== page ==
AbstractDuring a parliamentary speech in November, 1981, Prime Minister Margaret Thatcher said that to her, "Northern Ireland is part of the United Kingdom; as much as my constituency is". This statement is commonly paraphrased and quoted as 'Northern Ireland is a British as Finchley.' The quote is often used as evidence of Thatcher's dedication to maintaining the union with Northern Ireland. It is surprising then that in 1990 Peter Brooke, then Secretary of State for Northern Ireland, said in a public speech that the Thatcher Government had "no selfish economic or strategic interest" in Northern Ireland and that should the majority vote for unification, they would consent.
The principal aim of this project is to discover why the Thatcher Government's attitude towards Northern Ireland changed. It will be dominated by an exploration of how both governments addressed the issue of the perpetual Northern Irish crisis. This study will delve into the personal relationships between the key Anglo-Irish political figures of the decade, namely Thatcher, Charles J. Haughey and Garret FitzGerald. Public interest in Thatcher's time as Prime Minister was heightened following her death in 2013, the aftermath of which saw re-runs of television documentaries and interviews with her colleagues. Scholarly interest in the period has also grown due to the release of governmental records under the twenty-year and thirty-year rule in London, Dublin and Belfast. Overall, this is a timely study that aims to extract key information from the newly released records in order to explore Anglo-Irish relations between 1979-1990. Existing literature on Thatcher's premiership is comprehensive. However, a specific study of the attitude of the Thatcher Government towards Northern Ireland and Anglo-Irish relations has yet to be undertaken.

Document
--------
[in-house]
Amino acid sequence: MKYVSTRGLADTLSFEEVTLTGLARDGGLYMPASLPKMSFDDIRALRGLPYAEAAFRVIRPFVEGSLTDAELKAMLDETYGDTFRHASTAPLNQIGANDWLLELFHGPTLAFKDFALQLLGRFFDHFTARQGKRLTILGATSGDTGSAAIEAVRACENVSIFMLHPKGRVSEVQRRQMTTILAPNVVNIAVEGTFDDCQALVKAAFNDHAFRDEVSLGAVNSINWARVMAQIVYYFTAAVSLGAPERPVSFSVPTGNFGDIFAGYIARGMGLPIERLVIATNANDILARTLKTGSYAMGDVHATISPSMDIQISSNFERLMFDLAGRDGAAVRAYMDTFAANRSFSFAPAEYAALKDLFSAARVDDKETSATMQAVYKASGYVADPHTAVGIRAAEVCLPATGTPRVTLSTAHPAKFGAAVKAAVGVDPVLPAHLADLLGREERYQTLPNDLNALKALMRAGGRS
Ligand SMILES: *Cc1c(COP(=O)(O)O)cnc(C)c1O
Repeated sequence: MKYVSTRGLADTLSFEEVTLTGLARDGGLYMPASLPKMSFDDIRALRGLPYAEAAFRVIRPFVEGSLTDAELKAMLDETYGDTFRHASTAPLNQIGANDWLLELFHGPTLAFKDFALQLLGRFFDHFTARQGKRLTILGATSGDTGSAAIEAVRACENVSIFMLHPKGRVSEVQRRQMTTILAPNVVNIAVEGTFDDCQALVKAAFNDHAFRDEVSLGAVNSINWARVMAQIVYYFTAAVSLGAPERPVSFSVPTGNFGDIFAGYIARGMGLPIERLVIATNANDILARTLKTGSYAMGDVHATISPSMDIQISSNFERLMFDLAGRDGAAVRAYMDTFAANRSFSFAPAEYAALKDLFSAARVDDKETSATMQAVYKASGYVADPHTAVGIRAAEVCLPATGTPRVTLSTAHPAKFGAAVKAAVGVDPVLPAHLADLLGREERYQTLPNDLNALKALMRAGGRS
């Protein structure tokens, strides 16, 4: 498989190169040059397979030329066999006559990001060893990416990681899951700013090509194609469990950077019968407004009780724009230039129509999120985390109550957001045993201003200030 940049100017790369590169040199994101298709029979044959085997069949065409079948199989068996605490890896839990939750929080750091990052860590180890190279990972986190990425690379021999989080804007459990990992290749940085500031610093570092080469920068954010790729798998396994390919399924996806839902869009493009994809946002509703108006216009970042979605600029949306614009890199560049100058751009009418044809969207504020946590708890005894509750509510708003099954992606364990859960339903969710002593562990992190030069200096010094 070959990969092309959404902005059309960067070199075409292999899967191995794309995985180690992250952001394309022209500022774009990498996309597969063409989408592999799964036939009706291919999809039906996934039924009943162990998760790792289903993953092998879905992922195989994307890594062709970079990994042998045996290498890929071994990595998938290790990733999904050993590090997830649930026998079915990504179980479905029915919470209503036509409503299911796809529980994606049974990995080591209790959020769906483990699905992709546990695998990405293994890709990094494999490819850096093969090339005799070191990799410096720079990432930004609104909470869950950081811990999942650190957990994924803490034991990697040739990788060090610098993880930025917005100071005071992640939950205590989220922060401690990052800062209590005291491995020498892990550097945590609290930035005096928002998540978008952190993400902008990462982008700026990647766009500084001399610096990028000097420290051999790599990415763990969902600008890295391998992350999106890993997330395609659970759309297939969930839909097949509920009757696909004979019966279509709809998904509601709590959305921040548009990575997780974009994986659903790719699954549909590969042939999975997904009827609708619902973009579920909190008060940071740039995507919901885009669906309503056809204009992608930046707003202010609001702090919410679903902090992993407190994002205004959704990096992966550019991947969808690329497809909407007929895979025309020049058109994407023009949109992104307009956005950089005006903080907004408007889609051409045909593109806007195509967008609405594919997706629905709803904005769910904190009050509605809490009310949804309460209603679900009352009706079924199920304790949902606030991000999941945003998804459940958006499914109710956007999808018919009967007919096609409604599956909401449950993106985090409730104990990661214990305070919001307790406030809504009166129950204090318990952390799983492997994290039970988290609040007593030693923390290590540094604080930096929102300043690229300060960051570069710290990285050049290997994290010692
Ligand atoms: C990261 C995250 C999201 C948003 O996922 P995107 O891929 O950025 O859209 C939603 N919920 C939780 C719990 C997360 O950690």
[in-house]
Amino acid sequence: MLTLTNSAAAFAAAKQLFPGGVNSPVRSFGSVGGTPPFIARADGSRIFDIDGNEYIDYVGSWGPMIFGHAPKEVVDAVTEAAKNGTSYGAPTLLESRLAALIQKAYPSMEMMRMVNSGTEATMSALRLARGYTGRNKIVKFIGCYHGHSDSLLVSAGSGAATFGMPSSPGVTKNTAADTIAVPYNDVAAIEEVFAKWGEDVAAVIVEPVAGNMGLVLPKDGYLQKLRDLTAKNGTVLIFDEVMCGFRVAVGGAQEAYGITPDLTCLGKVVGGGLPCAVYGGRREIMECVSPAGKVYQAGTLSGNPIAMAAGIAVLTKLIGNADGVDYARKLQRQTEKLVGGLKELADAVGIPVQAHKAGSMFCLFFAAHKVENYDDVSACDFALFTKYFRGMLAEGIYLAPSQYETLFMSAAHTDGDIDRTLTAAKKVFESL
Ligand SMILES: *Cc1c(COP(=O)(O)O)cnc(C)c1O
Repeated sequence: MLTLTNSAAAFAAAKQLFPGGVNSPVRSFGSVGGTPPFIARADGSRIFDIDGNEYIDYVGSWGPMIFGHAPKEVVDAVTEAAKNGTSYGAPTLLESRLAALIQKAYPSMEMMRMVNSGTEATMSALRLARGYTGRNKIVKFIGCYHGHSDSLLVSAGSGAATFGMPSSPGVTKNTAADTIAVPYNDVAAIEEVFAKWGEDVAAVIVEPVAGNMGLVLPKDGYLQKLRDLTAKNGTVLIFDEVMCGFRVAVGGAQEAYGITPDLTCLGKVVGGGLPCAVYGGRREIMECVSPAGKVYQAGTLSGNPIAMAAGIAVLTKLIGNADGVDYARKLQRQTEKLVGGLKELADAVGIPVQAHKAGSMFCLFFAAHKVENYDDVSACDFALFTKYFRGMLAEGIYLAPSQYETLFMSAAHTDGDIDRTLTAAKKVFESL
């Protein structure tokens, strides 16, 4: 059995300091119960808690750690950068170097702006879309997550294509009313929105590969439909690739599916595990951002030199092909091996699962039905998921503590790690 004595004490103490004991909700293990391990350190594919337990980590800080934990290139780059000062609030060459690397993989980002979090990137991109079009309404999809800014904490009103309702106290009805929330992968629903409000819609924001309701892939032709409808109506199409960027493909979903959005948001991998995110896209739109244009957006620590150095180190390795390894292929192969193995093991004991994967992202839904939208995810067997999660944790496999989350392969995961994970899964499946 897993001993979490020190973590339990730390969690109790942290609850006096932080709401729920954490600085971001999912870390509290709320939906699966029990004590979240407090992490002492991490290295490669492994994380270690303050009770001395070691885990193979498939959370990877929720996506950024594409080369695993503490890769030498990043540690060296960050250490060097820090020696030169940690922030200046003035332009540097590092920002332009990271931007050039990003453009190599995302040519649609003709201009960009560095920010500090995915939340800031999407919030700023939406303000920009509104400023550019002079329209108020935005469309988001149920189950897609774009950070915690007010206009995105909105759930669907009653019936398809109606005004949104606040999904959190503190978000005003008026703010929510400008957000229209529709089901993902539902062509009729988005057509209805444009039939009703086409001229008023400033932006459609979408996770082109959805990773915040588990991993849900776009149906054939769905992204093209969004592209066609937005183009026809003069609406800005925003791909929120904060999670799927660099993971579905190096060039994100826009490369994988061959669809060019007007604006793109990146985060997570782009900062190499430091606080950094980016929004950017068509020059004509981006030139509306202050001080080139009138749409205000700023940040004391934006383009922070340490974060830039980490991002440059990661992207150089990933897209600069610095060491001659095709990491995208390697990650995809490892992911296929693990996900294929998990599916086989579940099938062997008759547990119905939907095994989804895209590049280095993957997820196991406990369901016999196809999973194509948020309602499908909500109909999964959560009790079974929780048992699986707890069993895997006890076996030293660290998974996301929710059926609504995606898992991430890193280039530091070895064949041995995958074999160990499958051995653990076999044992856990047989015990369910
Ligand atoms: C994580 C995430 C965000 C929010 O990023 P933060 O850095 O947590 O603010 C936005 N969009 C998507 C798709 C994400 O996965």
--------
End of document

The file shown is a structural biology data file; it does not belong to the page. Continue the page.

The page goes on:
|Date of Award
|Kyle Hughes (Supervisor) & Robert Mc Namara (Supervisor)
- Garret FitzGerald
- Charles Haughey
- Anglo-Irish Agreement